The President of the Queensland Council of Unions is reported in the Brisbane Times this morning as noting “There is no empirical evidence that cutting wages creates more jobs” (Qld unions to make penalty rates election battlefield). In my view, this is too strong a statement given the evidence that does exist on the relationship between wages and employment. While the evidence base is not large, there is some evidence that minimum wages have an adverse impact on employment, particularly of young people.
The Productivity Commission identifies a number of Australian studies showing the demand for labour has a negative relationship with the wage rate, so the quantity of labour demanded falls as the wage rate increases, all else being held equal. While the findings of the studies are typically explained in terms of the negative impact on employment if the minimum wage increases, the logic works the other way, so that, if the minimum wage had not have increased, employment would not have fallen, or, if it had decreased, employment would have increased. The Productivity Commission notes on p. 854 of its draft report on the Workplace Relations Framework that:
Notwithstanding possible concerns with individual studies, when viewed collectively these employment elasticities suggest that:
• minimum-wage changes in Australia, if anything, tend to have a small and negative effect on the total employment (that is, taking into account the impact on both minimum-wage and above minimum-wage workers);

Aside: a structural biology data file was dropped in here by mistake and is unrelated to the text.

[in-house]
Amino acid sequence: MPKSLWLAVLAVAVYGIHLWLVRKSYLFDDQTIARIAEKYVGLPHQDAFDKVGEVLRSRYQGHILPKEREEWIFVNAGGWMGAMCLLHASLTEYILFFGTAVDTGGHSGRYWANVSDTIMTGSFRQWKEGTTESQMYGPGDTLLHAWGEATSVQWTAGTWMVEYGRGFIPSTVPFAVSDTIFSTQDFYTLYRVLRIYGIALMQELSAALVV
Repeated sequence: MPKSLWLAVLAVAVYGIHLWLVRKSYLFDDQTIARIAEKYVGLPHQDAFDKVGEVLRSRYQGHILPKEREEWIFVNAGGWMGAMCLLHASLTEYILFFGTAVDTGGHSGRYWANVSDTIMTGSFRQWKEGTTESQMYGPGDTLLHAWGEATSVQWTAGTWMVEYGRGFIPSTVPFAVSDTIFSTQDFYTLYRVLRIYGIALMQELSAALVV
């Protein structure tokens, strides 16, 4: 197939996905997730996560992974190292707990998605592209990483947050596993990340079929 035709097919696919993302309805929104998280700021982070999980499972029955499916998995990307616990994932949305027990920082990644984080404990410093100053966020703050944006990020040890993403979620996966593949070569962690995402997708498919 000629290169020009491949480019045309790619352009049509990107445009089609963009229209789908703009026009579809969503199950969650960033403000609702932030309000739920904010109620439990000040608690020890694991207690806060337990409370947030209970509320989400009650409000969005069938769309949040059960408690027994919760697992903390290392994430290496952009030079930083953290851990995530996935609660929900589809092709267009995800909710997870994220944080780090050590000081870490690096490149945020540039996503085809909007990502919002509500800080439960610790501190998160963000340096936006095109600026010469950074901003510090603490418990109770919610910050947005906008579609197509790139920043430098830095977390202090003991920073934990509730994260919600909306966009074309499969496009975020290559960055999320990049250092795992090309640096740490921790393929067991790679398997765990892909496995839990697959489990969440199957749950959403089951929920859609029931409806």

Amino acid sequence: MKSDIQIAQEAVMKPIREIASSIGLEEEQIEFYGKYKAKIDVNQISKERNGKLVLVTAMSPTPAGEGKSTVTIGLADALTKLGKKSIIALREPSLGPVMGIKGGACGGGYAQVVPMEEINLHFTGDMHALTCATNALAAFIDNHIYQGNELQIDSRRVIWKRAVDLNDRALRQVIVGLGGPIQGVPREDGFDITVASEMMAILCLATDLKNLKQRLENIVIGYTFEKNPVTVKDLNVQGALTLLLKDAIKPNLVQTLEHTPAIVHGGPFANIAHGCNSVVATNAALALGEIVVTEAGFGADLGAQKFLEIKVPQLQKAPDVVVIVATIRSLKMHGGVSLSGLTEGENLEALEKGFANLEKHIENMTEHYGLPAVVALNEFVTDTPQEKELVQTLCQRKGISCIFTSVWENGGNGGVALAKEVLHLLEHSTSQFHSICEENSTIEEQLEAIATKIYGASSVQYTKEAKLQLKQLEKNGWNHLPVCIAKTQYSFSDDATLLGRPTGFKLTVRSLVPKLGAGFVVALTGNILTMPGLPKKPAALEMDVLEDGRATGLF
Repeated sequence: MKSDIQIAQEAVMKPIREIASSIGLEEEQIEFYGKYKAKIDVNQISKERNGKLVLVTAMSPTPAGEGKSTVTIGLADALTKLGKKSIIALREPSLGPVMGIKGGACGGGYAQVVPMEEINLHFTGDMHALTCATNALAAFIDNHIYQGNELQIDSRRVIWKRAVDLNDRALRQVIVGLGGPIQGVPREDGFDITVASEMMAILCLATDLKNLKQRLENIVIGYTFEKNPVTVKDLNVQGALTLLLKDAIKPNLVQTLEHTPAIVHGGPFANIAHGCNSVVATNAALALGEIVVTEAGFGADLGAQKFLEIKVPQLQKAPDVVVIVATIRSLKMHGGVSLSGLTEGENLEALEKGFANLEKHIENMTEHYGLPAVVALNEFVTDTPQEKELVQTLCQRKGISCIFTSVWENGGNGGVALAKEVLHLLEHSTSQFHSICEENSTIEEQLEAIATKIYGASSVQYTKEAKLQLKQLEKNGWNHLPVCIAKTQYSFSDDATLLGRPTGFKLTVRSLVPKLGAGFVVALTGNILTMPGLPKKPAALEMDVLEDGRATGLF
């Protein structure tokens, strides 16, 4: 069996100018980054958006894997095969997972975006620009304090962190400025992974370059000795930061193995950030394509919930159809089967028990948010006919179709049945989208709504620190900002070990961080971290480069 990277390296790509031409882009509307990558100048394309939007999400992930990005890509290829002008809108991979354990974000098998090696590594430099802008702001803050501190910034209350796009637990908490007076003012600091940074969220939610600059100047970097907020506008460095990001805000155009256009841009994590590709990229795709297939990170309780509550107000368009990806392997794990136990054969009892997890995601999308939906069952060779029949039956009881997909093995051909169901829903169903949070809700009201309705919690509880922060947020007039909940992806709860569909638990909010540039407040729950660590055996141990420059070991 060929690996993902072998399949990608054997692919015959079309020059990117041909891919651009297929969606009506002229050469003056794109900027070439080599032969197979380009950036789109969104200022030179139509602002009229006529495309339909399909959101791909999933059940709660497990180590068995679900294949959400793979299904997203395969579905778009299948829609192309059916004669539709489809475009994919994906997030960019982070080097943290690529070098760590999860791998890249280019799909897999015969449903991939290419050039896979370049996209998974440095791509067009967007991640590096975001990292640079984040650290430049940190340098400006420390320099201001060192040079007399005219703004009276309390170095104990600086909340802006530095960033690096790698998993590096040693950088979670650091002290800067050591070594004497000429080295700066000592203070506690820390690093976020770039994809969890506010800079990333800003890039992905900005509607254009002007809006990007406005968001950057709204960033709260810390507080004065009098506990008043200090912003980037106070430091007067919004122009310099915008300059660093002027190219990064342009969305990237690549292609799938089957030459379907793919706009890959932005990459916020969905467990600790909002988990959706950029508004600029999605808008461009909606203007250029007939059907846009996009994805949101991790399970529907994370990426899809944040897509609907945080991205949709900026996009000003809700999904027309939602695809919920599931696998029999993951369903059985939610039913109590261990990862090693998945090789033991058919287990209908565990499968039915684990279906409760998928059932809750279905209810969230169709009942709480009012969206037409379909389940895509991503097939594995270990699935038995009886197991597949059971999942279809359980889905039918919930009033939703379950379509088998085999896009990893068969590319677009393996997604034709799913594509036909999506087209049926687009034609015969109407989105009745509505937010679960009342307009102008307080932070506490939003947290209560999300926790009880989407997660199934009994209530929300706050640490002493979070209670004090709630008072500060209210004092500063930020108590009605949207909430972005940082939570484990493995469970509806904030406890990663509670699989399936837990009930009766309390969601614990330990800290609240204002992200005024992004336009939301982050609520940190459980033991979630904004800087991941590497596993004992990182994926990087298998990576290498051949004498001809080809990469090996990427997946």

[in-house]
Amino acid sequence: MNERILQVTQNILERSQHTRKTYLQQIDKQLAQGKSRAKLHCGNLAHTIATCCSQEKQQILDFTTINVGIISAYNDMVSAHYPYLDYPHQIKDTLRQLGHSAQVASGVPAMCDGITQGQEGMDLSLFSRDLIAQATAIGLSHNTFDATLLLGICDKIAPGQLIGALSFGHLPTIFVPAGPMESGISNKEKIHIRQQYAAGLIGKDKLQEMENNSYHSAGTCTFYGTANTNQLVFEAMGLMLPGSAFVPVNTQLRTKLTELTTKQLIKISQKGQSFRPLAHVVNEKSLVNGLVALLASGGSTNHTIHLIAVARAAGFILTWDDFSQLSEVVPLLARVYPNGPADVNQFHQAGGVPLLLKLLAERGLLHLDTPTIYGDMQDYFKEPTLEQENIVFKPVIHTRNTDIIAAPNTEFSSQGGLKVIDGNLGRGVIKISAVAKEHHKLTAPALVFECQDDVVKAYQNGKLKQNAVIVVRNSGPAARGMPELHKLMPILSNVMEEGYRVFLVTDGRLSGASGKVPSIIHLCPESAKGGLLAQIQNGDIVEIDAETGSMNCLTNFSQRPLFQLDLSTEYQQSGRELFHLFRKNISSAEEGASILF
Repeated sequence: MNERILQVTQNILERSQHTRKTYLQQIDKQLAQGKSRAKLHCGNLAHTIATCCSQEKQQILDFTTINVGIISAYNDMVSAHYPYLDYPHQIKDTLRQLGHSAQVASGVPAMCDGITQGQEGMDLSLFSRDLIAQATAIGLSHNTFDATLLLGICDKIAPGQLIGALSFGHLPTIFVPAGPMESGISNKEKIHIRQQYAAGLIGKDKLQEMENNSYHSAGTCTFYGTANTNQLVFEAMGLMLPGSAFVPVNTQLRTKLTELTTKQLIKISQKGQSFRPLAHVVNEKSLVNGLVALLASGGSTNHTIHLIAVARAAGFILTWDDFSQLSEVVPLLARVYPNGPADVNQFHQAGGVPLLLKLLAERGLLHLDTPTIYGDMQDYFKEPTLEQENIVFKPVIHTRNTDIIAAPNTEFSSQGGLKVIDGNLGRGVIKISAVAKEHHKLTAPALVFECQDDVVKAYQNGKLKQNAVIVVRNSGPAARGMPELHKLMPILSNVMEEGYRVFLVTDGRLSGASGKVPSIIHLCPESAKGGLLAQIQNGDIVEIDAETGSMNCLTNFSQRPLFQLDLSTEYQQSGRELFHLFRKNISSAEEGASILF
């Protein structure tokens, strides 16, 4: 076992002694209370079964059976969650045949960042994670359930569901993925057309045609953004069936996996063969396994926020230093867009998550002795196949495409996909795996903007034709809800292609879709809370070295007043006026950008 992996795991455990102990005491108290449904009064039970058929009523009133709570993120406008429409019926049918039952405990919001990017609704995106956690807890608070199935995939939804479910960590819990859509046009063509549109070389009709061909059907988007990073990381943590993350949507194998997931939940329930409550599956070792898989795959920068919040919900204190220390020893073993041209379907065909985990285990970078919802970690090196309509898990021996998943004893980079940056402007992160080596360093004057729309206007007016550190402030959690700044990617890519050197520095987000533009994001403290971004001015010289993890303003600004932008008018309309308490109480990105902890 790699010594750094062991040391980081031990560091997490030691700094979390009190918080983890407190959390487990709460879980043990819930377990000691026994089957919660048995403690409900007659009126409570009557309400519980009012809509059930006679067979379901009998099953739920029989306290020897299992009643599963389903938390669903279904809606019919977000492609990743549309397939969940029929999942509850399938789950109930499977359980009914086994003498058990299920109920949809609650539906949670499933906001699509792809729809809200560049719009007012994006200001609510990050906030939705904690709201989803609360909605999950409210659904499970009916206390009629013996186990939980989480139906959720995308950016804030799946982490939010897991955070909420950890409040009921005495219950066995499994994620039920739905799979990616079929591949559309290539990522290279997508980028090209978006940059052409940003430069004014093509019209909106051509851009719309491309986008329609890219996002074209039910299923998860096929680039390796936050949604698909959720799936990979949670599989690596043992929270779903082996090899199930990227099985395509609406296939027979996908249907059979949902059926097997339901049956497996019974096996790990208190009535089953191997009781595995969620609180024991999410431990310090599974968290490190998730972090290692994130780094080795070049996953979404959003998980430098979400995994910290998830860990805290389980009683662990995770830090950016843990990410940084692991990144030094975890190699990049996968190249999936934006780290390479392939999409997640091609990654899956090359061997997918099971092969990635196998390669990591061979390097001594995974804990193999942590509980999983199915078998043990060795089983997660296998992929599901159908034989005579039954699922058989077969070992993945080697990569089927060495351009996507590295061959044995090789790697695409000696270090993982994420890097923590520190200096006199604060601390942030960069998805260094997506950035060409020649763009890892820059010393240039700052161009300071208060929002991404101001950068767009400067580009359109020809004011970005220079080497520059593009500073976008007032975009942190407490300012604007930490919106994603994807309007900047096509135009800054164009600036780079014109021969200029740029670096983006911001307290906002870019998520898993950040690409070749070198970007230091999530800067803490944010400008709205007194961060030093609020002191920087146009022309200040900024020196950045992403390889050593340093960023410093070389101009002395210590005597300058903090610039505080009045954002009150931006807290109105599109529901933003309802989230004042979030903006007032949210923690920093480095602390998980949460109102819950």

• the impacts may be stronger for certain subsections of the labour market, particularly younger workers (Leigh found statistically significant effects for females aged 15 to 24 and males aged 15 to 34. Mangan and Johnston found statistically significant effects for young people in Queensland and in Australia, but of a smaller magnitude than those reported by Leigh).
The Productivity Commission notes that many of the Australian studies it reviewed were from a time when the minimum wage was higher relative to the median wage than it is now, and the impact of minimum wages may not be as great in today’s economy. The Commission therefore draws a heavily qualified conclusion on p. 302:
Taken together, the Productivity Commission’s reading of the Australian empirical studies is that increases in Australia’s minimum wages are likely to have caused some disemployment, but that the effects have not been major relative to other influences.
So minimum wages may not have had a major impact, but it is undeniable they have cost some jobs.
Overall, the Commission makes many sensible recommendations on reforming workplace relations in Australia. Undoubtedly some people would be worse off in the short-term, but the recommendations would be good for the economy and jobs overall. Alas, given the political considerations, I expect the Government will quickly put the report on a shelf and let it gather dust, at least until after the next election.